General Electric (NYSE:GE) has taken aggressive steps to reduce its debt this year. In fact, CEO Larry Culp recently told investors that the company is on track to reap $38 billion in asset sale proceeds in 2019, with the biggest chunk coming from GE's pending deal to sell its biopharma business to Danaher for $21 billion.
However, General Electric has lots of liabilities on its balance sheet other than debt, most notably a massive pension deficit. GE's pension funding shortfall peaked at more than $31 billion as of the end of 2016 before improving significantly over the following two years. Unfortunately, GE's pension underfunding is on pace to jump by about $7 billion this year due to a big decline in interest rates. Yet that looming increase in the company's pension deficit is less of a problem than it might seem at first glance.
Digging into the discount rate
Most corporate debt calls for periodic interest payments, while all principal is repaid at the end of the term. As a result, the principal balance is a good estimate of the "value" of the debt. By contrast, pension plans don't involve a lump-sum principal payment. The payments to retirees are spread out over decades and depend on a variety of factors. That makes it far more complex to determine a company's pension obligation compared to measuring its debt.
The first step in computing a company's pension obligation entails estimating the stream of payments it will need to make to retirees. Accounting rules require companies to turn that long-term stream of payments into a lump sum using a "discount rate". An easy way to think about the discount rate is that it approximates the rate of return the company's pension fund could earn by investing in safe instruments like investment-grade debt.
The higher the discount rate, the lower a company's pension obligation will be, all else being equal. By contrast, as the discount rate declines, more and more capital would be needed up front to meet a given stream of payments based on the assumed low rate of return available.
While the discount rates used for corporate pension plans are not identical to interest rates, discount rates and interest rates do tend to move in the same direction. As a result, changes in interest rates can have a big impact on a company's pension funding situation.
Low interest rates will undo much of GE's hard work
During 2017, GE reduced its pension deficit from $31.1 billion to $28.7 billion, as strong investment returns and nearly $3 billion of pension contributions more than offset the impact of a roughly 0.5-percentage-point decrease in the discount rate. The pension deficit fell again in 2018. While investment returns were negative, a sharp increase in interest rates allowed General Electric to increase the discount rate by 0.7 percentage points. GE also contributed more than $6 billion to its pension plans, enabling it to reduce the underfunding to just $22.4 billion.
However, interest rates have plummeted over the past year. The U.S. benchmark 10-year interest rate rose from 2.4% at the beginning of 2018 to a peak above 3.2% last October before sliding to 2.7% at the end of 2018, 2% by mid-2019, and a low of just 1.5% earlier this month. The 10-year rate bounced back to 1.9% as of the end of last week. The 30-year rate started 2018 around 2.8%, peaked above 3.4% last fall, fell to around 3% by the beginning of 2019, and bottomed out below 2% a few weeks ago before recovering to 2.4%.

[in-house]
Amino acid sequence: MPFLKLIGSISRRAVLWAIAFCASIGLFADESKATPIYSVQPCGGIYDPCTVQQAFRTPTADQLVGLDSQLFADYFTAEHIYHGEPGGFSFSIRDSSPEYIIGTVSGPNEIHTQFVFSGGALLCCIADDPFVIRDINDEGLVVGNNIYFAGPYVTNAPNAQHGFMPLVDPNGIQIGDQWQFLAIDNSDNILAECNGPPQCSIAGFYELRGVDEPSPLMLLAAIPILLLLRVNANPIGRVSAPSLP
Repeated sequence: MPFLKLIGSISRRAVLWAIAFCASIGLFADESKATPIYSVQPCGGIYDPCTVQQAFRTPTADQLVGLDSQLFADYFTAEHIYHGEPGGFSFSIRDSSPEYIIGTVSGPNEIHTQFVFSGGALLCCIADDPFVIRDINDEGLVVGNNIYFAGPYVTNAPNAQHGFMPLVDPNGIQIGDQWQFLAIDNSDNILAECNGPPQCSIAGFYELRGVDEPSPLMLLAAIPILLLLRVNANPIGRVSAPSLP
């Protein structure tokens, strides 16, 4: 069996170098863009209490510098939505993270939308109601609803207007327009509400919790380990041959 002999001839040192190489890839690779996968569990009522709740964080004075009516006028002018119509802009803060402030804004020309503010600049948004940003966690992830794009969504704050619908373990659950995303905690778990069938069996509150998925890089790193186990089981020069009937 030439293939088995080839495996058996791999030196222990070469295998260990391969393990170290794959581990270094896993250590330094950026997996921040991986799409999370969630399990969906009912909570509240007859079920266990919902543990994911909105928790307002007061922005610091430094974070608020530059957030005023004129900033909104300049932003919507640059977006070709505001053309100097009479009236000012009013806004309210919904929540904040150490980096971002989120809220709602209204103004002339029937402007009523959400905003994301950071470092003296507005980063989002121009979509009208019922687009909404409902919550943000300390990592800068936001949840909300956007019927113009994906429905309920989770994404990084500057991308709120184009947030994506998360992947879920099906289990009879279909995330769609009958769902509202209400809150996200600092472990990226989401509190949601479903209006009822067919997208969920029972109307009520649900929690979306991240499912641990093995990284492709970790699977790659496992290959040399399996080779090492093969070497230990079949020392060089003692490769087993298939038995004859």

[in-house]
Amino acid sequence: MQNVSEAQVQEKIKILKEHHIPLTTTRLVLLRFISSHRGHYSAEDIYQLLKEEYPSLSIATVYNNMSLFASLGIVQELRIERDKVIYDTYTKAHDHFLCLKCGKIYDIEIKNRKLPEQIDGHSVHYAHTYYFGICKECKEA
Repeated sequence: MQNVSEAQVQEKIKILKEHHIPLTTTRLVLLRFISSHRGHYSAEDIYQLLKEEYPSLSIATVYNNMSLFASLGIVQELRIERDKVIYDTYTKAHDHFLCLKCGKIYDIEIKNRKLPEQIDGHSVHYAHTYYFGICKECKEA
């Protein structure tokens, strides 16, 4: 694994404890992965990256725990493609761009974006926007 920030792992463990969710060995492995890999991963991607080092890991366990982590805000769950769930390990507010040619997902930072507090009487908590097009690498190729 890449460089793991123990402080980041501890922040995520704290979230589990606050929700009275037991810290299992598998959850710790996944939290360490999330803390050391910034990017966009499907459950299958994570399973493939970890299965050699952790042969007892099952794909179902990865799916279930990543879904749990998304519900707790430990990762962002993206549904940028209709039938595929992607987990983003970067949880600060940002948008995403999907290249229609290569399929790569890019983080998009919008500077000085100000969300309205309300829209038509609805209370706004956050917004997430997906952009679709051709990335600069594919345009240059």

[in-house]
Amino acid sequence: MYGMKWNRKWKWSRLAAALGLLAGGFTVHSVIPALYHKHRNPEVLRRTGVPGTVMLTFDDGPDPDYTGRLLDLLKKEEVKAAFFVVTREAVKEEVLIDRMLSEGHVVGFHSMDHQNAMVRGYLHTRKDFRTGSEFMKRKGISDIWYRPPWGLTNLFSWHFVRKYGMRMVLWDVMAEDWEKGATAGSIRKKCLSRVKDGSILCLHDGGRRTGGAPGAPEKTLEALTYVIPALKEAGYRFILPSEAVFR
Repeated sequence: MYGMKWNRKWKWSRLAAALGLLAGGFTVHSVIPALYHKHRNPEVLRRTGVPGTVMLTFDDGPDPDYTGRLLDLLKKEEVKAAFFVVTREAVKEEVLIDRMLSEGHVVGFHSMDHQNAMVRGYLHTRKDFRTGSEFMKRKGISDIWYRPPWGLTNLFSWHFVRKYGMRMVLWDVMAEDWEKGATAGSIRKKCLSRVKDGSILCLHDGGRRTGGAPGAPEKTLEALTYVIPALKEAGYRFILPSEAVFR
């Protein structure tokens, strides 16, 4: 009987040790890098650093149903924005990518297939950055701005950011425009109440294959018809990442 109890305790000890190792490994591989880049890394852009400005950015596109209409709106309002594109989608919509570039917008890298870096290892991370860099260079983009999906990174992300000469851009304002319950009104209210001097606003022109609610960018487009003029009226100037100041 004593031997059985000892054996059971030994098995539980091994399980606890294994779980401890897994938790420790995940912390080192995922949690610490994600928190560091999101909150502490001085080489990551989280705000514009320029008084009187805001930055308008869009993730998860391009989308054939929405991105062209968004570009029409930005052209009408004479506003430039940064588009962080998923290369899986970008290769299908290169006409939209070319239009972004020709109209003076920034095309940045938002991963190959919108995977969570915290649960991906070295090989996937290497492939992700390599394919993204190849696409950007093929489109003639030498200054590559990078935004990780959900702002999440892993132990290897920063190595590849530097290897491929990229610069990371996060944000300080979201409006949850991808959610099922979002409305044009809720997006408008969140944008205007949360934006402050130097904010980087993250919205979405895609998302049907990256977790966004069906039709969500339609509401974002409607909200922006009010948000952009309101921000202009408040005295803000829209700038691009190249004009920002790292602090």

As things stand now, GE would have to reverse the discount rate increase it implemented last year and then some. Considering that every quarter-point change in the discount rate affects the company's projected benefit obligation by $2 billion or more, it shouldn't be surprising that the total impact could be $7 billion. That would put the pension deficit close to $30 billion again.
Two big reasons investors shouldn't be worried
While the expected $7 billion increase to GE's pension deficit may seem scary, there's no reason for investors to panic. First, interest rates have been extremely volatile recently, as described above. Just in the past two months, the 10-year rate has fallen from 2.1% to 1.5% and then bounced back to 1.9%. Interest rates could continue to rebound between now and year-end, in which case the final impact to GE's pension deficit would probably be less than $7 billion.
Second, the standard pension accounting rules vastly overstate the burden on the company -- particularly when interest rates are unusually low. A company's projected benefit obligation roughly measures the amount of money it would need to make its required pension payments if it invested in safe assets. However, only around 45% of GE's pension assets are invested in debt securities. The rest is split between stocks, real estate, and private equity investments, all of which should earn higher long-term returns.
As a result, GE expects to earn 6.75% a year over the long term, a rate of return that dramatically exceeds the discount rate it uses to measure its projected benefit obligation. If its pension plans actually earn that rate of return, General Electric will never have to contribute anything close to the amount of its reported pension deficit. In fact, while GE's main pension plan was only 80% funded last year under the GAAP rules used for its financial statements, it was 91% funded under the ERISA rules that determine contributions, because those rules assume a higher discount rate.
In short, while pension liabilities may seem like a huge problem for GE's finances, the big numbers being thrown around are ultra-conservative estimates that assume very low rates of return. If GE's pension investments produce decent returns over the next few decades, the pension deficit will shrink over time without General Electric having to contribute tens of billions of dollars.